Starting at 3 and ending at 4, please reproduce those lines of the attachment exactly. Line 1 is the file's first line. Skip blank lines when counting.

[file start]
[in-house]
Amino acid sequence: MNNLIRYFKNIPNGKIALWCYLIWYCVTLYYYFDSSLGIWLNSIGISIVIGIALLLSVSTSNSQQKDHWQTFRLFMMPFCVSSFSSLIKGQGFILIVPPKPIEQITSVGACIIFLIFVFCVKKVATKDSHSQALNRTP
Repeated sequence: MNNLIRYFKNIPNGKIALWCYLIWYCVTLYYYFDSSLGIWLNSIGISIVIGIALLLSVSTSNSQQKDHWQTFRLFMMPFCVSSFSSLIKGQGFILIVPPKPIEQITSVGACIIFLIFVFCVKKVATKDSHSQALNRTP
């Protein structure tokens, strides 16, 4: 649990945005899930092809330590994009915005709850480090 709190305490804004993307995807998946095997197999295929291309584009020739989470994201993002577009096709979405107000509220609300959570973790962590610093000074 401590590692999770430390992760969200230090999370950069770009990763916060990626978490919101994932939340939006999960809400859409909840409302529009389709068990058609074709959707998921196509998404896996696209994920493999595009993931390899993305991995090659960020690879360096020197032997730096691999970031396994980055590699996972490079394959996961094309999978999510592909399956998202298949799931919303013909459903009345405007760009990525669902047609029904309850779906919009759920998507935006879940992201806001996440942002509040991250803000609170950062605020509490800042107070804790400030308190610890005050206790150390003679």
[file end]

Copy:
Repeated sequence: MNNLIRYFKNIPNGKIALWCYLIWYCVTLYYYFDSSLGIWLNSIGISIVIGIALLLSVSTSNSQQKDHWQTFRLFMMPFCVSSFSSLIKGQGFILIVPPKPIEQITSVGACIIFLIFVFCVKKVATKDSHSQALNRTP
């Protein structure tokens, strides 16, 4: 649990945005899930092809330590994009915005709850480090 709190305490804004993307995807998946095997197999295929291309584009020739989470994201993002577009096709979405107000509220609300959570973790962590610093000074 401590590692999770430390992760969200230090999370950069770009990763916060990626978490919101994932939340939006999960809400859409909840409302529009389709068990058609074709959707998921196509998404896996696209994920493999595009993931390899993305991995090659960020690879360096020197032997730096691999970031396994980055590699996972490079394959996961094309999978999510592909399956998202298949799931919303013909459903009345405007760009990525669902047609029904309850779906919009759920998507935006879940992201806001996440942002509040991250803000609170950062605020509490800042107070804790400030308190610890005050206790150390003679």